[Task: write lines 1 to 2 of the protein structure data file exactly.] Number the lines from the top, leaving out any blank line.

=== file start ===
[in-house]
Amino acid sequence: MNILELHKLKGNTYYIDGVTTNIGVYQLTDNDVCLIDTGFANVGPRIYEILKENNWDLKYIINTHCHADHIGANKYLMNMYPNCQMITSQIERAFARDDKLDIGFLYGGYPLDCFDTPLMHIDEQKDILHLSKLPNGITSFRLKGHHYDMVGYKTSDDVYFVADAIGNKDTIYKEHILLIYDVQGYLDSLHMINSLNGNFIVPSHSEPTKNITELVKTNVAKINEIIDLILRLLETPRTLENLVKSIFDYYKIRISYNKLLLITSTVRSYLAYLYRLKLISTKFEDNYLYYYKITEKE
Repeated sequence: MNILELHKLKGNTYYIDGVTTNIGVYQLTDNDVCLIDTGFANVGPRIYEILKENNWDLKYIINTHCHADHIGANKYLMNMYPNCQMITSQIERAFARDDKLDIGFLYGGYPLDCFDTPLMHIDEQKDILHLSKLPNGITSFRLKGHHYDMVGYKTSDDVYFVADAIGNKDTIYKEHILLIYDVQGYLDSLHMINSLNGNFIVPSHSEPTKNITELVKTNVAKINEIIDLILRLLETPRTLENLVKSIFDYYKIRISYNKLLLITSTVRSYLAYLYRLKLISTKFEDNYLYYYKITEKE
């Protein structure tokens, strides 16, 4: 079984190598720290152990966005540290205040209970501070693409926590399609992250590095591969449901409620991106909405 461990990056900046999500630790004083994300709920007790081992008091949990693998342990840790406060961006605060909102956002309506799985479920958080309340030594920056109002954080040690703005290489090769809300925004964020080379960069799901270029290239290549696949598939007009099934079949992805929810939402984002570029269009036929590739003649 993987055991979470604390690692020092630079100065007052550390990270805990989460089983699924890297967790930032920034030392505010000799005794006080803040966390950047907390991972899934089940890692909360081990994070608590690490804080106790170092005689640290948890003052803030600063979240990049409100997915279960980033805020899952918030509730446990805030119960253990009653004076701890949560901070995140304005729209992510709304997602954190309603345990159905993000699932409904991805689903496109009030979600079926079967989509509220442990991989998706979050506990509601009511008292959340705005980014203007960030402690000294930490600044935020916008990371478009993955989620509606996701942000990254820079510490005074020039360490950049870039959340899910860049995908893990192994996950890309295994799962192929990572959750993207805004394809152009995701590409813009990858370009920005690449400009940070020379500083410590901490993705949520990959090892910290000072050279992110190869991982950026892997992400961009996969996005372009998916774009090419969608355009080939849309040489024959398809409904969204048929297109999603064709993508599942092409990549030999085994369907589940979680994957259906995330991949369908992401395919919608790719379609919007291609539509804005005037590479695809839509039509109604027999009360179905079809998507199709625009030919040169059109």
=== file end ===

[in-house]
Amino acid sequence: MNILELHKLKGNTYYIDGVTTNIGVYQLTDNDVCLIDTGFANVGPRIYEILKENNWDLKYIINTHCHADHIGANKYLMNMYPNCQMITSQIERAFARDDKLDIGFLYGGYPLDCFDTPLMHIDEQKDILHLSKLPNGITSFRLKGHHYDMVGYKTSDDVYFVADAIGNKDTIYKEHILLIYDVQGYLDSLHMINSLNGNFIVPSHSEPTKNITELVKTNVAKINEIIDLILRLLETPRTLENLVKSIFDYYKIRISYNKLLLITSTVRSYLAYLYRLKLISTKFEDNYLYYYKITEKE